- ItemLevels of risk: Perspectives of the Lost Creek fire(Australian Journal of Emergency Management, 2009) Kulig, Judith Celene; Edge, Dana; Reimer, William; Townshend, Ivan; Lightfoot, NancyRisk has been considered as the probability of experiencing adverse events. Understanding risk and vulnerability is essential to disaster management and recovery. Through qualitative interviews in a community that experienced a wildfire, ‘at-risk’ and ‘feeling at-risk’ themes were identified for both the individuals and community in this study. Internal and external circumstances along with varying levels of dependence influenced the reports of risk. Individual and community risk during a major wildfire is discussed in order to explain links to community resiliency. Such understandings can aid in the development of appropriate measures to reduce short- and long-term impacts from natural disasters.
- ItemModeling Regional Impacts of BSE in Alberta in Terms of Cattle Herd Structure(2007-08-20) MacLachlan, Ian; Townshend, IvanStructure of Talk: Regional Impact of BSE Crisis; Discuss data issues; Describe shift and share model (Notation, Sailboat racing metaphor, & Shift‐share identity); Examine preliminary results; Future research.
- ItemPrairie People’s Packers Pending: The New Generation Cooperative Model of Cattle Slaughter(2006-06) MacLachlan, Ian; Townshend, Ivan; Aitken, Sheena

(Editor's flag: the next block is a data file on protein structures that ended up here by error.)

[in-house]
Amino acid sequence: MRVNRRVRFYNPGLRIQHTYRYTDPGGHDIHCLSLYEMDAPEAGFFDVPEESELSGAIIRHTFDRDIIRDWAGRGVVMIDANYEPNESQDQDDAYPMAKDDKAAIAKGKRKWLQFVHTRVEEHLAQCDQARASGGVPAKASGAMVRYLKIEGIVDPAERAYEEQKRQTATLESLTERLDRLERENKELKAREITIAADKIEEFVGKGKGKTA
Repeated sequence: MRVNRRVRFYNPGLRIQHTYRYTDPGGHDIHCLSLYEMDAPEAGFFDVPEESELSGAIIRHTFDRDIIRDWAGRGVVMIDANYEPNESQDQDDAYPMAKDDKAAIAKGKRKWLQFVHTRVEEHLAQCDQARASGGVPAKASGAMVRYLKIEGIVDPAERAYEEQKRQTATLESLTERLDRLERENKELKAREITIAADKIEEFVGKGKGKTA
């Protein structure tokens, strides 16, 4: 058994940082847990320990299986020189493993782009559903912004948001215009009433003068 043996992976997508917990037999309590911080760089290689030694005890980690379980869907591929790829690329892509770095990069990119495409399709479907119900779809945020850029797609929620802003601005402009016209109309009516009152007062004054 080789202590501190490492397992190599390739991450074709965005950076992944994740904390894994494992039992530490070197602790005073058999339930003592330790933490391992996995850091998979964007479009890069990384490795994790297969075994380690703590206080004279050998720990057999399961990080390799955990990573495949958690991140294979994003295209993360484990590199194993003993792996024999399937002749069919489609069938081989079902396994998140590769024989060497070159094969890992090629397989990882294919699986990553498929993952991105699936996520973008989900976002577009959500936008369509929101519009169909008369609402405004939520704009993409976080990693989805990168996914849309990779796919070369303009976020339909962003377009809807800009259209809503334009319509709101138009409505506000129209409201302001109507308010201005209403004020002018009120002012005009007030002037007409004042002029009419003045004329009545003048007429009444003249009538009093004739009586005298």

- ItemRegional Impacts of BSE in Alberta(2007-07-17) MacLachlan, Ian; Townshend, IvanStructure of Talk: Global rural: Zoonosis!; Beef Production is Important in Rural Alberta; Alberta’s BSE Crisis in Context; Half full or half empty? (We dodged a bullet! Perfect Storm); Regional Impact of BSE Crisis.
- ItemReport of the household survey: Coaldale, AB(University of Lethbridge, 2010) Kulig, Judith Celene; Reimer, William; Townshend, Ivan; Edge, Dana; Lightfoot, Nancy; Kimmel, Ainslee; Hosgood, EmmaThere are mounting concerns about individual and community preparedness for disasters in part because disasters are increasing in numbers. Circumstances such as pine beetle infestations, climate change and an increased number of homes in forested areas contribute to the increased number of disasters and their impacts. In order to understand community response to wildfires, a mixed method study was conducted (2008-2010) in two communities in western Canada (Barriere, British Columbia and La Ronge, Saskatchewan) (ruralwildfire.ca). These two communities were selected since they had endured wildfires that resulted in community evacuation with significant loss of property (McClure fire in BC, 2003; and, Mallard fire in SK, in 1999). Coaldale, Alberta was chosen as a comparison community that had not experienced a recent natural disaster and was of similar size to Barriere and La Ronge.